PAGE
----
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Indefinite Extension of the Non-Proliferation Treaty: Risks and Reckonings

ACRONYM Report No.7, September 1995

Executive Summary

The 1995 Review and Extension Conference of the 1968 Nuclear Non-Proliferation Treaty (NPT) was held in New York, 17 April to 12 May. It was attended by 175 of 178 states parties and by 195 non-governmental organisations. This is a report of the NPT Conference and analysis of its decisions.

  • On 11 May the states parties decided without a vote to extend the NPT indefinitely. The decision was taken as part of a politically binding package which included Principles and Objectives for non-proliferation and disarmament, and agreement on additional meetings of the Preparatory Committee (PrepCom) to enhance the Treaty review process.
  • The Principles called for the conclusion of a comprehensive test ban treaty (CTBT) no later than 1996 and a programme of action on nuclear disarmament, including a ban on production of fissile materials for weapons purposes ('Fissban'), and systematic and progressive efforts to reduce nuclear weapons, with the 'ultimate goal[s] of eliminating those weapons...'.
  • Since then, China has conducted two nuclear tests, on 15 May and 17 August, saying that it will stop once a CTBT has entered into force. On 13 June, France announced that it would resume testing with a series of up to eight explosions between September and May (the first of which occurred on 5 September). France claimed these were necessary to enable it to sign a CTBT in 1996. The Conference on Disarmament (CD) still lacks agreement on the main CTBT articles of scope, verification, entry into force and the implementing organisation. The CD has so far failed to convene a committee to negotiate a convention that would ban fissile materials for nuclear weapons purposes, despite agreeing its mandate on 23 March.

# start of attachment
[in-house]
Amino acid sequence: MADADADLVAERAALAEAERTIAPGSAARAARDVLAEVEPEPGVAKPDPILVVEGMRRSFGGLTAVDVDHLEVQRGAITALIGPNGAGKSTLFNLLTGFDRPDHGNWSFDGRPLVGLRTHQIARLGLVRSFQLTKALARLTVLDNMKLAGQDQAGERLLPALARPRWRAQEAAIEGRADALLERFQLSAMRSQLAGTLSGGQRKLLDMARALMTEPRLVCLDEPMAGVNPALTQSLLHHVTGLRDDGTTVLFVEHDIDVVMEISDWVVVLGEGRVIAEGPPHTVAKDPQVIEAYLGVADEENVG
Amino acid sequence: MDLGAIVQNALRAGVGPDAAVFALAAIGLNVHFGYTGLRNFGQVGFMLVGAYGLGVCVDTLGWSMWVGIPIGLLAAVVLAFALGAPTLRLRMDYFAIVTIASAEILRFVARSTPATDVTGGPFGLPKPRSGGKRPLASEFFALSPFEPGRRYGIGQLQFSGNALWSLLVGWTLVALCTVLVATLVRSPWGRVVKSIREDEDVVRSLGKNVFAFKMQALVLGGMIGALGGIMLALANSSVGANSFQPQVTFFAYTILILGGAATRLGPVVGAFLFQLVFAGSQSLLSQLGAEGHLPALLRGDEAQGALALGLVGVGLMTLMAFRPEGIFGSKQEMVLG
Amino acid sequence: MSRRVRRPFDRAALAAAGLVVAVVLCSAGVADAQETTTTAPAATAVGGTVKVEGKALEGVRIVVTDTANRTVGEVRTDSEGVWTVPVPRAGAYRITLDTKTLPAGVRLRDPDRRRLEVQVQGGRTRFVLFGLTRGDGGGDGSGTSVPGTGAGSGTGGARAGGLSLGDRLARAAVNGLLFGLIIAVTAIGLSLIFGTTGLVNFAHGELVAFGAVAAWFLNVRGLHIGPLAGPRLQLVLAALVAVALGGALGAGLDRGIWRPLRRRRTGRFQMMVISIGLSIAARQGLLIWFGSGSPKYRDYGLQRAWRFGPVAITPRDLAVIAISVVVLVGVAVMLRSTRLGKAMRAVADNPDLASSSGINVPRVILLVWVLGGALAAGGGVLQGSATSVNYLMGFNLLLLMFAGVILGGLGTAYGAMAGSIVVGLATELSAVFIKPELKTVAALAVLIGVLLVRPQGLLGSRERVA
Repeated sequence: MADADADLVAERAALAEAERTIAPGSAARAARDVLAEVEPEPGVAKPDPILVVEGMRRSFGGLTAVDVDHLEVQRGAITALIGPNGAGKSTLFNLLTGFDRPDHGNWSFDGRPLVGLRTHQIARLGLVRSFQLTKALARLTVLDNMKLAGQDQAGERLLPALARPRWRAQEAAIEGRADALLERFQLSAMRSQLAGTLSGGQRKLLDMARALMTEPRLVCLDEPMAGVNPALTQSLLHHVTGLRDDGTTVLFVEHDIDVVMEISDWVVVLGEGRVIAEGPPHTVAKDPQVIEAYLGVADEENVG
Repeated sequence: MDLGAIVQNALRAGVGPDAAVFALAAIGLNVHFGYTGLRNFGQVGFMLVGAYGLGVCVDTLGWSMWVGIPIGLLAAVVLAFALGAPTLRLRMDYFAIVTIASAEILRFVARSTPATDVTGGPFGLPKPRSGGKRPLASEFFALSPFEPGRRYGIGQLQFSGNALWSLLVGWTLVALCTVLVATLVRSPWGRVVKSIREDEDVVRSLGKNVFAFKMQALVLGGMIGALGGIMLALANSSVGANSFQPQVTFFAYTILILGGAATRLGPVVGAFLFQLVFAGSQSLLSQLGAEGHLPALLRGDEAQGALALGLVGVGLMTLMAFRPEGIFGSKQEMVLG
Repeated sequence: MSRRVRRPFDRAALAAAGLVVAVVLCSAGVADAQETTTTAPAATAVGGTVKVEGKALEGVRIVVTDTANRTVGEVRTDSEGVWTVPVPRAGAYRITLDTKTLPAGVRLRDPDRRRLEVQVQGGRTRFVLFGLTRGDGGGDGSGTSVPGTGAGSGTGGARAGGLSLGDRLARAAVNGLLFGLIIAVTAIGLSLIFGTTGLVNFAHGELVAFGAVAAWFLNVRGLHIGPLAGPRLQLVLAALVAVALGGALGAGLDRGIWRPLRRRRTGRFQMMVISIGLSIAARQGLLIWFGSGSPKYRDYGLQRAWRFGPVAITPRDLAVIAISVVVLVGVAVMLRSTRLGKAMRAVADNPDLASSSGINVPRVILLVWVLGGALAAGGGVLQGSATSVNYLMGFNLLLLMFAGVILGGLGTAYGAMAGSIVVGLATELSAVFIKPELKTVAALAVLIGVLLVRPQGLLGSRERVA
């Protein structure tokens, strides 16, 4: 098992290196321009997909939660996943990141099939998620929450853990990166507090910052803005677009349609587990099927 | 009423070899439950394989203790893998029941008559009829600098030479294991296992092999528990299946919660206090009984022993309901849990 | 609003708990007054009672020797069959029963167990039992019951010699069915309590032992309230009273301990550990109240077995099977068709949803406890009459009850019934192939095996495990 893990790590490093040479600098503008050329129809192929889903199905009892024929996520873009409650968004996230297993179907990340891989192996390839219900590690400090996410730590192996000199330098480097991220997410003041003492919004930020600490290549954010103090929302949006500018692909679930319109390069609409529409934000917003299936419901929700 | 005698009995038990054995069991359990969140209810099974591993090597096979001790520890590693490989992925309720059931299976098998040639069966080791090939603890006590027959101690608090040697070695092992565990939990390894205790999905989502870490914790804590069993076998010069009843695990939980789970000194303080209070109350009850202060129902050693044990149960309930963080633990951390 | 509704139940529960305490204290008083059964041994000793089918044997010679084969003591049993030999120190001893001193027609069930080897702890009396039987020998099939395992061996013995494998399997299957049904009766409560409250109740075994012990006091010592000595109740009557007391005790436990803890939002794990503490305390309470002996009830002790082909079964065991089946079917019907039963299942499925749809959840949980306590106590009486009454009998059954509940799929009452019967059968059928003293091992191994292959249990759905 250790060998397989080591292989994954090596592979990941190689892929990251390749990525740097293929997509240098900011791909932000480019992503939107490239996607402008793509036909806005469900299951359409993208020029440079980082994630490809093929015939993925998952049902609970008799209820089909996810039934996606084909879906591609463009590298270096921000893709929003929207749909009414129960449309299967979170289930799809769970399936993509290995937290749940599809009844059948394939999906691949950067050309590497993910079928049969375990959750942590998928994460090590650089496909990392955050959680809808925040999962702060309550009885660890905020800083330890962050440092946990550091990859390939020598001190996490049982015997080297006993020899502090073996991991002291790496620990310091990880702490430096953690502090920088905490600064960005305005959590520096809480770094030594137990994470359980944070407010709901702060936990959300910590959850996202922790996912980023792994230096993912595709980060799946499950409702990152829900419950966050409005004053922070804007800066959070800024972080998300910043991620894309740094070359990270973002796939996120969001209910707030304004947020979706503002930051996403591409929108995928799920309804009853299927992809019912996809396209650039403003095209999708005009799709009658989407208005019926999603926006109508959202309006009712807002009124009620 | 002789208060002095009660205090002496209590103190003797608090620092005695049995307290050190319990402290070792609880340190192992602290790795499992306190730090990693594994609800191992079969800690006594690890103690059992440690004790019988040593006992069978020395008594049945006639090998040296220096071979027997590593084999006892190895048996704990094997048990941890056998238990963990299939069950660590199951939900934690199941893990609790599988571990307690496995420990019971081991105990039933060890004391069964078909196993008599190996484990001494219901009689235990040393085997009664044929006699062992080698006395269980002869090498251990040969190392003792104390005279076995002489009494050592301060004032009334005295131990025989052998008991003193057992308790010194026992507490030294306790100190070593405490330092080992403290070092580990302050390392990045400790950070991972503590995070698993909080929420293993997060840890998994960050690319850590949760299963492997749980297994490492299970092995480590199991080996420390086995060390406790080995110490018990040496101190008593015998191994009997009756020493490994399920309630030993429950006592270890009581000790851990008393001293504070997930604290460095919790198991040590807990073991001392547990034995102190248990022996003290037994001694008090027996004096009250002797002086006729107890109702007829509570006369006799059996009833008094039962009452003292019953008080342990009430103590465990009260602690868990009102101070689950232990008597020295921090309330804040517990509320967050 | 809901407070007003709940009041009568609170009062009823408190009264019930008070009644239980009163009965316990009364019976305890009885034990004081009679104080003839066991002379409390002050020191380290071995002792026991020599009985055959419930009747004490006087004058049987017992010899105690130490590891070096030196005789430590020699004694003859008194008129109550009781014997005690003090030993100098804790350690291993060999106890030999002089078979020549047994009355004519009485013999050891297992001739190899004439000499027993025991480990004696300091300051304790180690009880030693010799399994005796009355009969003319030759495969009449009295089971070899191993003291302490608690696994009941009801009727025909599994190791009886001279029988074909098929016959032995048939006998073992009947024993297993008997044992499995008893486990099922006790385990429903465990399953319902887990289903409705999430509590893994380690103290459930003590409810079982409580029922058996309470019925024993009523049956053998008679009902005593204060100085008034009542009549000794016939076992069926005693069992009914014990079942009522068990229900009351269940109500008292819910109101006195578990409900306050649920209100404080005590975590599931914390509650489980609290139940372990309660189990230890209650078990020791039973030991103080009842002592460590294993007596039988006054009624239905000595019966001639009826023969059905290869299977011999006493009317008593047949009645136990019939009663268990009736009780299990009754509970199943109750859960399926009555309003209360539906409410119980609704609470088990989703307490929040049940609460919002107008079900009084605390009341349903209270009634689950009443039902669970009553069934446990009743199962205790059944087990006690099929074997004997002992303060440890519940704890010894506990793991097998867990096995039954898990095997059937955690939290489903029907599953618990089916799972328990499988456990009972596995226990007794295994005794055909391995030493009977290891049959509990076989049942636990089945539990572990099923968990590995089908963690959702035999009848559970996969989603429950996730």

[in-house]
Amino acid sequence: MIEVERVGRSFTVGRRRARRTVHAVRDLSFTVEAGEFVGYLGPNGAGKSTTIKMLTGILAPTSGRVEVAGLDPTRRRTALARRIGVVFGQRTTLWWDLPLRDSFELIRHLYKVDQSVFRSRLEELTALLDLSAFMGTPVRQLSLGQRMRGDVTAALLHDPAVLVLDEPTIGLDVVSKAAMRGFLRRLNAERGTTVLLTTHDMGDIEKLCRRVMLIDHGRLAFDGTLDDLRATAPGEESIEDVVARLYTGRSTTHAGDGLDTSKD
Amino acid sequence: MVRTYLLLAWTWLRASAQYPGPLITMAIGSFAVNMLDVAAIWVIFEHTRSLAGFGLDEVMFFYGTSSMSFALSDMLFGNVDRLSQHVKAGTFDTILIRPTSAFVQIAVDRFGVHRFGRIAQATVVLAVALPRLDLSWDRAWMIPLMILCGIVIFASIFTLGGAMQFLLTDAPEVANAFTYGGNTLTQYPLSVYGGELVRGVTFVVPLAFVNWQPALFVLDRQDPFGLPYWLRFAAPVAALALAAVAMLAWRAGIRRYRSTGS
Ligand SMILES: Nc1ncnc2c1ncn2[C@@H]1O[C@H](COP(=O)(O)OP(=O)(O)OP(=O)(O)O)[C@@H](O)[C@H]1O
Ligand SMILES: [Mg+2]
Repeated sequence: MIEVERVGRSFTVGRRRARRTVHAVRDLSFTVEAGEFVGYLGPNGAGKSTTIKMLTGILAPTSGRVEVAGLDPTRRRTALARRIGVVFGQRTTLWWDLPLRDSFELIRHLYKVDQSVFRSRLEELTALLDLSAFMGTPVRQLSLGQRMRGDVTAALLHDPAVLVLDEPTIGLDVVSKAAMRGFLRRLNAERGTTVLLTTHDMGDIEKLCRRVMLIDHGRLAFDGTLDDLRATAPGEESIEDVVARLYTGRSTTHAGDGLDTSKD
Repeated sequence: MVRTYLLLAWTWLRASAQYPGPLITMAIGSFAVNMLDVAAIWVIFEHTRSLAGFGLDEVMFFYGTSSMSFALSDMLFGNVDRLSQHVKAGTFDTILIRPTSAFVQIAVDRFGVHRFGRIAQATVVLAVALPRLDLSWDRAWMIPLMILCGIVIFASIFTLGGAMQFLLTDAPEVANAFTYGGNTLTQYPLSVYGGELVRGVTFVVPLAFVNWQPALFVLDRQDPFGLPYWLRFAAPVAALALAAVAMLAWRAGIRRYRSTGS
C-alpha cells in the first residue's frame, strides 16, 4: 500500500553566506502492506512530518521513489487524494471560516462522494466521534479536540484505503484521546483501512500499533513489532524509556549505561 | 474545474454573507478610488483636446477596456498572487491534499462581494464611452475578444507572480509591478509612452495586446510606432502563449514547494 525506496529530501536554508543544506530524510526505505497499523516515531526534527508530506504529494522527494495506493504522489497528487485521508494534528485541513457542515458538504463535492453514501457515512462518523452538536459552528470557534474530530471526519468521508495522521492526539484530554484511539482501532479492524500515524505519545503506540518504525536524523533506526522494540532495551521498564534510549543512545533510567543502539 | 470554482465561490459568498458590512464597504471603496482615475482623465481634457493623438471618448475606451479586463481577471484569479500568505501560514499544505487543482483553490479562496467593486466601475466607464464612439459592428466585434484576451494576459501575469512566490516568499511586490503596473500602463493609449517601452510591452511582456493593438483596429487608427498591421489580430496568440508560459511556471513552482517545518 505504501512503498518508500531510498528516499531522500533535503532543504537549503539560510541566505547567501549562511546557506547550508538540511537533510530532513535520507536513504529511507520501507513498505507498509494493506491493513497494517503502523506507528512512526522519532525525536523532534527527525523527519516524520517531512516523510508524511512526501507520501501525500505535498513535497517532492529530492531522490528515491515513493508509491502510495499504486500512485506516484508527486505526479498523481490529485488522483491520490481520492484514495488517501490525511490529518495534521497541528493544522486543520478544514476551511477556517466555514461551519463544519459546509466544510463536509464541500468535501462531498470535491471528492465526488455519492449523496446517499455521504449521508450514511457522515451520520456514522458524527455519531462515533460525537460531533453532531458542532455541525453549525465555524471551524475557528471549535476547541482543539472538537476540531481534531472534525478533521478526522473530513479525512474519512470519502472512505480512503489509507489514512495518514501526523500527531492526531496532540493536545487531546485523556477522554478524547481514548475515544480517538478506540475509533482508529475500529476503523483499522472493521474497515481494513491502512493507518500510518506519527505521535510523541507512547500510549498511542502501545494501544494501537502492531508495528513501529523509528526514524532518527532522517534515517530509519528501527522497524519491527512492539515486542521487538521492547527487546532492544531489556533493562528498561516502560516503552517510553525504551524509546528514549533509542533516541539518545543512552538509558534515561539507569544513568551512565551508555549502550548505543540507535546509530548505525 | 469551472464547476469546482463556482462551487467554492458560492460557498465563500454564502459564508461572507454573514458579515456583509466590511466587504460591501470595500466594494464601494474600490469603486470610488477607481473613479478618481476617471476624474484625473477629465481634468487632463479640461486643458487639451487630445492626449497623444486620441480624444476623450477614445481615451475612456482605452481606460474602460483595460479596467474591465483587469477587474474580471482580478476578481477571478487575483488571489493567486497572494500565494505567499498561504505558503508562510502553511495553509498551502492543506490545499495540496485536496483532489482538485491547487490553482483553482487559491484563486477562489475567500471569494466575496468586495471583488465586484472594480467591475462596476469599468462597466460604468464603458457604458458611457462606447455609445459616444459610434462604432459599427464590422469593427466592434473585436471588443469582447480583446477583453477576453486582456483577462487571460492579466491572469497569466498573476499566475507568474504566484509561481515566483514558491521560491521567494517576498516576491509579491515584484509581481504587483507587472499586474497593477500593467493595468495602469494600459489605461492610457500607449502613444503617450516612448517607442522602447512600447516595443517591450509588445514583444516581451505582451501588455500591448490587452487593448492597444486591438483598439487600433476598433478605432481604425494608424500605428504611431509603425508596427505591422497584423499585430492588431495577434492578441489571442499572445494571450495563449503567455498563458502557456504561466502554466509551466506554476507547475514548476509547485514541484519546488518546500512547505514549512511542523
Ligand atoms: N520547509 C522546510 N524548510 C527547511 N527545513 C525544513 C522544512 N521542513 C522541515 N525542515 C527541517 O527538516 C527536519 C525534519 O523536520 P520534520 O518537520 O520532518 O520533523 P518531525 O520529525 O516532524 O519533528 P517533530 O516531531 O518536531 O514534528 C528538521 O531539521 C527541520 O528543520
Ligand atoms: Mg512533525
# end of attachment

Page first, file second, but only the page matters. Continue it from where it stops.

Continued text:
• Universality, and particularly the nuclear weapons programme of Israel, became a major focus of the Conference. At the insistence of 14 Arab states, a resolution on Middle East security issues was also passed without a vote. The Conference urged all states to adhere to the Treaty and sought to put pressure on Israel, India and Pakistan by agreeing in the Principles that NPT parties would not supply nuclear materials and technology to any state that refuses to put its nuclear facilities under full-scope IAEA safeguards
  • The Conference failed to reach consensus on a Final Declaration summarising its review of the Treaty. It came to important agreements on security assurances, safeguards, cooperation, safety, transshipment and dumping of nuclear materials, and so-called peaceful nuclear explosions. However, there was bitter deadlock on nuclear disarmament. The non-nuclear-weapon states wanted much more than the nuclear-weapon states were prepared to offer.
  • Western states were united on indefinite extension but divided over nuclear disarmament. Non-aligned countries were divided on the extension question but rather more united on substantive issues, particularly nuclear disarmament. They called for a time-bound framework of measures leading to the complete elimination of nuclear weapons. Failure by the nuclear-weapon states to fulfil the obligations undertaken in the Treaty would discredit the decisions of the Conference and seriously undermine the non-proliferation regime.
  • Effective implementation of the 'enhanced review' and 'Principles and Objectives' decisions will be vital for the future authority of the NPT. Planning will need to begin now to ensure that the Review PrepCom meeting in 1997 is successful in addressing these issues.

© 1995 The Acronym Institute.